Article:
Marcus Dysch

Why Labour’s policy on boycotting Israel is more confusing than Brexit

Jeremy Corbyn and the shadow cabinet may know the official stance, but they do not seem entirely clear on how the policy should be implemented

December 14, 2017 15:10

What is Labour’s policy on a boycott of Israel? Don’t know?

You’re in prominent company, because while Jeremy Corbyn, the party’s leader, and his shadow cabinet members may know the official stance, they do not seem entirely clear on how the policy should be implemented.

The efforts this week of Kate Osamor, the Shadow International Development Secretary, have thrown further confusion on the matter.

Her tweeting of a pro-BDS group’s call for sanctions on Israel led to the issue being raised on Wednesday afternoon during the post-Prime Minister’s Questions lobby briefing by Mr Corbyn’s spokesman.

It began with a reporter asking: “Is it Labour Party policy to support a complete boycott of all Israeli goods?”

The spokesman replied: “No. Any front-bencher saying so is breaching party policy. It is not our policy to support a blanket policy of BDS.

“The party policy is clear however… the party for example has welcomed the EU ruling on labelling of settlement goods and there are different actions can be taken to put pressure on breaches of international law such as illegal settlements and that falls under a different category to blanket BDS.”

Any clearer? A bit. But then the briefing continued with a back and forth debate on what exactly Emily Thornberry, the Shadow Foreign Secretary, and Tom Watson, the Deputy Leader, had in the past said about boycotts before the press pack moved on to Mr Corbyn’s position.

Does the leader support the BDS movement?

No, said the spokesman, “Jeremy… is not in favour of a comprehensive or blanket boycott”. He went on to make clear that Mr Corbyn “does not support BDS” but does back “targeted action aimed at illegal settlements in occupied territory”.

Asked whether Mr Corbyn would himself buy Israeli goods, the spokesman hesitantly replied, “er, yes”.

When the conversation moved on to Ms Osamor’s position, the press were told that Mr Corbyn was not “disappointed” by her apparent opposition to Labour policy, because “people take different positions on certain issues”.

So there was no concern about contravention of the leader’s views, because “occasionally on issues there is some variance in position”.

When the spokesman was urged to consider the fact that her brief – as Shadow International Development Secretary – means the policy area comes partially under her remit, there was further fudge, ending simply with the repeated line “party policy is clear”.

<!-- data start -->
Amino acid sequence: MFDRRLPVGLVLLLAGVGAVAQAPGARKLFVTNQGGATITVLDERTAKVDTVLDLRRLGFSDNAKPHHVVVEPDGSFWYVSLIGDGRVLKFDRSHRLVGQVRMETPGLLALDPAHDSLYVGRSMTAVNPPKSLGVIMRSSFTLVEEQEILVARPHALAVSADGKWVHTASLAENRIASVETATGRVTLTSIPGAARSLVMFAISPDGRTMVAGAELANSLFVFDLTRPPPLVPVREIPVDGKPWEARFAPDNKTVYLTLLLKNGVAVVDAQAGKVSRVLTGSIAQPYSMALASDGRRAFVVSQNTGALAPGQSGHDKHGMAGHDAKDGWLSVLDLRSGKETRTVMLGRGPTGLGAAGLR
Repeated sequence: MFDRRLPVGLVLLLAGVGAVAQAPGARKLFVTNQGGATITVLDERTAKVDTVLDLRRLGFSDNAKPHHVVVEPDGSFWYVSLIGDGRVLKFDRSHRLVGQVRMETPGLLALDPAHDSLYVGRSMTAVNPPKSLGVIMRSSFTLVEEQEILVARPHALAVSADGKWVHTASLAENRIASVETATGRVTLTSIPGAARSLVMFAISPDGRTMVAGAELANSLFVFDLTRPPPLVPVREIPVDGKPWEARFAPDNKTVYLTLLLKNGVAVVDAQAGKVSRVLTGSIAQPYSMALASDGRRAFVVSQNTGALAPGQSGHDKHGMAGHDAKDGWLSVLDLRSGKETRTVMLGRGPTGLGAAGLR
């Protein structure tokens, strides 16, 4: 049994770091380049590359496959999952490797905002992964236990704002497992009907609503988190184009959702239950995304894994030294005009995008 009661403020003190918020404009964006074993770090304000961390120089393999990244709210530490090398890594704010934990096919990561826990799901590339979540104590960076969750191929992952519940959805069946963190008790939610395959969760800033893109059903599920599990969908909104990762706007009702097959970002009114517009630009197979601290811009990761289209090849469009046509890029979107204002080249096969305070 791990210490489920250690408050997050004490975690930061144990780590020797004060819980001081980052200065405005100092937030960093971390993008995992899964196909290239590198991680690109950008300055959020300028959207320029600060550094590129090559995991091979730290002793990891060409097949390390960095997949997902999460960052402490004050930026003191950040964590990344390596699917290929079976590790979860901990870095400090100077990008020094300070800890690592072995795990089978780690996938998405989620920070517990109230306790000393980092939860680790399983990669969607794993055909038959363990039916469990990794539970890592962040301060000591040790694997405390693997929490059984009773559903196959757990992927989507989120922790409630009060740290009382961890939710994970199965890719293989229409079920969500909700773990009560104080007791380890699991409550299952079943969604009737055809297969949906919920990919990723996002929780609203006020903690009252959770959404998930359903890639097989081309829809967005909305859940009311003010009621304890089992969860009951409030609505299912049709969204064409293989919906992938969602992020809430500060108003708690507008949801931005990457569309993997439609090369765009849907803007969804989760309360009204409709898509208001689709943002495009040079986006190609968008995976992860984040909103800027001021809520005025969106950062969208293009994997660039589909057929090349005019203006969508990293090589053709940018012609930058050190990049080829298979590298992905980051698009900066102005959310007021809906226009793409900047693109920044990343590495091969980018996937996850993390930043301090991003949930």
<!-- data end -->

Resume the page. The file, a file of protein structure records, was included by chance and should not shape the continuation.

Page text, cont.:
Mr Corbyn had not spoken to his colleague about the issue, as far as the spokesman knew, but that could change.

Then things got a bit ridiculous. One journalist put forward this fair summing up: “Well, Jeremy’s position is that he does not support BDS, the party position is they do not support BDS, Kate Osamor’s position is different. Is Jeremy comfortable with that? Are front-benchers expected to follow party policy?”

The spokesman replied: “Yes.”

The ensuing debate on collective responsibility took in the obvious fact that the leader’s office was not imposing the policy, a bit of pondering on why Ms Osamor had not been sacked, and some musing on the “hypothetical” case of how far a shadow minister would need to “stray” from shadow cabinet policy before Mr Corbyn might have a word, and indeed dismiss someone.

That section of the briefing culminated with the spokesman, perhaps sensibly, declining to get into what might happen if there was a free vote for Labour MPs in the Commons on whether Britain should pursue a BDS policy.

The best – or worst? – was saved for last though. When asked whether membership of the Palestine Solidarity Campaign – which backs BDS – had been banned for shadow ministers, the spokesman said “no”.

So you can be a member of the shadow cabinet, which is opposed to BDS, and of the PSC, which backs it.

That point prompted the rather daft – although who could blame the spokesman by this point – response: “I am sure members of the shadow cabinet are members of the National Trust and the National Trust might have policies not necessarily in line with Labour party policies…”

His comment was met by laughter from the press pack and an agreement that “we are not going to get any clarity here” before the topic moved on to the rather less complicated issue of Brexit.

But I suspect the matter of Israel boycotts will not simply go away for Labour.

The obvious point that no one raised during the briefing was that of Mr Corbyn’s own position – he remains, of course, a patron and leading supporter of the PSC.

So is he not technically in breach himself of the party policy himself? No wonder he cannot discipline Ms Osamor.

If you were not clear on where Labour stands on this issue before, you sure as hell won’t be now.

Shambolic? Not half.

December 14, 2017 15:10

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